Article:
When viewers look at photographs at an exhibit they would like to see authentic work. They generally would like to know some basic information like the name of the photographer, the title of the work, the year it was taken, and a signature that assures the work belongs to the photographer. A potential buyer would like a little more information, such as when it was printed, what kind of a print it is, whether it was printed by the photographer, and perhaps the edition.
The editioning of photographs, that is indicating the maximum number of prints there may be of this work has differing views. Some argue that all exhibited art should be a limited edition, like #3/25. Such a notation will indicate that this print is number 3 and there will be a maximum of 25 such prints will be made. The idea of limited editions probably originated when some artwork was produced using a master with limited life such as making intaglio prints. After a certain number of prints, the master would physically deteriorate and no more prints could be made.
In photography, especially digital photography the deterioration of the master is not really an issue. I can make as many prints from a digital file as I want without eroding the qualities of the file itself. So, being limited is artificially imposed on the work rather than stemming from the process of creating it. Generally, I am on this side of editioning, and with the exception of a couple of my works, I number my prints but do not indicate a maximum number of prints. So far, the largest number on any of my photographs has not gone into two-digits! So, all of you who have my work on your walls should consider your print “naturally limited!” See the total edition figure in the sample picture above?
That said, there may be other apparent advantages such as the sale of artwork being exempt from sales tax in Rhode Island. However you may feel about the limited or open editions, you may consider indicating that your work is either “original work of art” or “limited edition” may offer an advantage, at least in Rhode Island. For more information, see the document at this link.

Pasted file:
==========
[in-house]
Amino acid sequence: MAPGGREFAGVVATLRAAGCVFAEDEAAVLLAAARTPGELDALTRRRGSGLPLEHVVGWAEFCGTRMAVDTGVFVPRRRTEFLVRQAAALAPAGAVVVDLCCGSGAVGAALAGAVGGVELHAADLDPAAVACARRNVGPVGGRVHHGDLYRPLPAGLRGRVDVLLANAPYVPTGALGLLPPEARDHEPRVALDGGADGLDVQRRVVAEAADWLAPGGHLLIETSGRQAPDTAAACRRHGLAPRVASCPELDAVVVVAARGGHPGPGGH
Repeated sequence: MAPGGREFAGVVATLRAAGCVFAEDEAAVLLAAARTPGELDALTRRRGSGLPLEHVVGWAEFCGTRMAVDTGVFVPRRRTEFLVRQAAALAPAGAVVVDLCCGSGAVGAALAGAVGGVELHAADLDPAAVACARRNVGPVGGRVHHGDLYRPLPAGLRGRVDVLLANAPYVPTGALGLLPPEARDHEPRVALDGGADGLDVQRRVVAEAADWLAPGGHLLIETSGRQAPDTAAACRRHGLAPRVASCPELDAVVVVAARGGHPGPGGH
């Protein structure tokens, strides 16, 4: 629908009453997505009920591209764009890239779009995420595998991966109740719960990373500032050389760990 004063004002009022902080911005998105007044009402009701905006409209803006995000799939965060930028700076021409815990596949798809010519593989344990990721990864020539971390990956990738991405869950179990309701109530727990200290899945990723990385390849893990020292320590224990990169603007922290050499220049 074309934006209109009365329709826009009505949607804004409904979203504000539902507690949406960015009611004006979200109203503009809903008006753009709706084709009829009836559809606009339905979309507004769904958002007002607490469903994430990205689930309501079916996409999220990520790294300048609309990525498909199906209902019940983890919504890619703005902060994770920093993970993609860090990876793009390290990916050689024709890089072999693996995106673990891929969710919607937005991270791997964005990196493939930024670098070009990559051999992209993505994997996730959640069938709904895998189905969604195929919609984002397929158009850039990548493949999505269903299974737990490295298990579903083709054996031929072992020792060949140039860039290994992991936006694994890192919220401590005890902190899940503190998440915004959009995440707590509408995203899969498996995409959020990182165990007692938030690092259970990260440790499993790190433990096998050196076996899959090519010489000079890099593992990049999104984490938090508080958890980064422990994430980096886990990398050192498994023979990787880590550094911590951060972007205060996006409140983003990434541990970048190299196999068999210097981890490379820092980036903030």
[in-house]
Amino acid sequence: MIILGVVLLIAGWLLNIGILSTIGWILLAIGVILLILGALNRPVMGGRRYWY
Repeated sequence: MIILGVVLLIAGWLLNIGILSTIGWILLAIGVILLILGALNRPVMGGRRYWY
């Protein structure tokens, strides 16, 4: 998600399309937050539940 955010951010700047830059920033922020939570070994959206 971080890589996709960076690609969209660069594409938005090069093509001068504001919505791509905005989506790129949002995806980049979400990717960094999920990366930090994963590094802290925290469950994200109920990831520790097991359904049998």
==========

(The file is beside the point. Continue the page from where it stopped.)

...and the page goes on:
If used, the editioning of your work should be clearly visible somewhere on your work and better yet, augmented by a certificate of authenticity. Such a certificate includes the statement of authenticity, the provenance of the work, print number, the total number in the edition, and your signature authenticating these statements.
I have been using various forms of authentication ranging from writing on the print margins the type of print, when it is made, editioning, and other relevant information. I have also used in some folios, open or editioned, a separate print serving as the certificate. Recently, I started using a separate sheet that has the relevant information and is affixed on the back of the framed print. This certificate even includes a small version of the print on the front to augment the authenticity.
Here is my practice, feel free to take any part that may suit your tastes:
- On the print itself, just below on the left edge of the image, I hand write the title, year taken, print number, edition number if applicable
- On the same line below the image, but to align with the right edge of the image I sign the image
- For writing on the print, if it is a matte paper and can take pencil writing, I use a pencil. On other surfaces that do not take pencil writing, I use a pen that has archival ink. My choice of pen is PICMA MICRON and I generally prefer a fine nib with black ink.
- For some special prints and surfaces, such as my Hagia Sophia folio which was printed on Kodak Endura paper I used a gold ink pen because that color was integral in the design of the folio
- If the print will be matted, I only show the photograph itself hiding my signature and title. So, I replicate steps 1 and 2 just below the opening using a pencil.
- On the back of the framed print, I paste a certificate of authenticity as shown in the opening of this article. If I deliver unframed prints, the certificate is in the same plastic bag with the print itself.
- To offer a little hand in creating the certificate of authenticity, I have created a PDF file that you can download, fill in the fields using Adobe Acrobat, print it and sign it. Ready to roll!
Here is the PDF Certificate of Authenticity with instructions on it. In addition to adding all the necessary text, there is a small area that will take a small copy of the image in the front to complete the certificate. The instructions and a few other visible fields on the PDF form will not print, giving you a clean certificate to affix on the back of your prints or deliver along with the original print unframed. Unlike the opening image sample that has my name in the text, the wording on this version has no name hardcoded but entered by the photographer into the appropriate fields.
Authenticate your work! Let me know how this process works for you.